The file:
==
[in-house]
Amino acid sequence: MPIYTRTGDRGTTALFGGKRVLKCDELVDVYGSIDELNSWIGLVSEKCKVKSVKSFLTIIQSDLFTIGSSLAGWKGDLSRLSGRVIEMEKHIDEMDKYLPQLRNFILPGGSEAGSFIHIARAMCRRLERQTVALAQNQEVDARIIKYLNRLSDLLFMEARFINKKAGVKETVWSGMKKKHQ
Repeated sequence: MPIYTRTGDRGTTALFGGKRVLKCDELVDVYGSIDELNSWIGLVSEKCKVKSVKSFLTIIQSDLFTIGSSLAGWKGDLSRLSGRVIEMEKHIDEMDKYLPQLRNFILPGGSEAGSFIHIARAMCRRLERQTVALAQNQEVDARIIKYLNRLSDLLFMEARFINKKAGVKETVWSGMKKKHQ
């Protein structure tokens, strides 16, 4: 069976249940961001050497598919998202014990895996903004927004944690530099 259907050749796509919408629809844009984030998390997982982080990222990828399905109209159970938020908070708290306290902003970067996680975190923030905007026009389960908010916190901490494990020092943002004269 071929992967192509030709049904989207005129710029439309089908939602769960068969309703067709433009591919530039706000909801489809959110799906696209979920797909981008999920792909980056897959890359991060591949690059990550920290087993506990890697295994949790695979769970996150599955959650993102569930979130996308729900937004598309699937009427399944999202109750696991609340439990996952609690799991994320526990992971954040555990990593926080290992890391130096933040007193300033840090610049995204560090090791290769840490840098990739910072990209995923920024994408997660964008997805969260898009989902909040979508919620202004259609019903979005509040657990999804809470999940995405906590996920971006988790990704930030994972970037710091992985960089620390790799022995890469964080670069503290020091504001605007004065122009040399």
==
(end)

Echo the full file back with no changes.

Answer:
[in-house]
Amino acid sequence: MPIYTRTGDRGTTALFGGKRVLKCDELVDVYGSIDELNSWIGLVSEKCKVKSVKSFLTIIQSDLFTIGSSLAGWKGDLSRLSGRVIEMEKHIDEMDKYLPQLRNFILPGGSEAGSFIHIARAMCRRLERQTVALAQNQEVDARIIKYLNRLSDLLFMEARFINKKAGVKETVWSGMKKKHQ
Repeated sequence: MPIYTRTGDRGTTALFGGKRVLKCDELVDVYGSIDELNSWIGLVSEKCKVKSVKSFLTIIQSDLFTIGSSLAGWKGDLSRLSGRVIEMEKHIDEMDKYLPQLRNFILPGGSEAGSFIHIARAMCRRLERQTVALAQNQEVDARIIKYLNRLSDLLFMEARFINKKAGVKETVWSGMKKKHQ
């Protein structure tokens, strides 16, 4: 069976249940961001050497598919998202014990895996903004927004944690530099 259907050749796509919408629809844009984030998390997982982080990222990828399905109209159970938020908070708290306290902003970067996680975190923030905007026009389960908010916190901490494990020092943002004269 071929992967192509030709049904989207005129710029439309089908939602769960068969309703067709433009591919530039706000909801489809959110799906696209979920797909981008999920792909980056897959890359991060591949690059990550920290087993506990890697295994949790695979769970996150599955959650993102569930979130996308729900937004598309699937009427399944999202109750696991609340439990996952609690799991994320526990992971954040555990990593926080290992890391130096933040007193300033840090610049995204560090090791290769840490840098990739910072990209995923920024994408997660964008997805969260898009989902909040979508919620202004259609019903979005509040657990999804809470999940995405906590996920971006988790990704930030994972970037710091992985960089620390790799022995890469964080670069503290020091504001605007004065122009040399």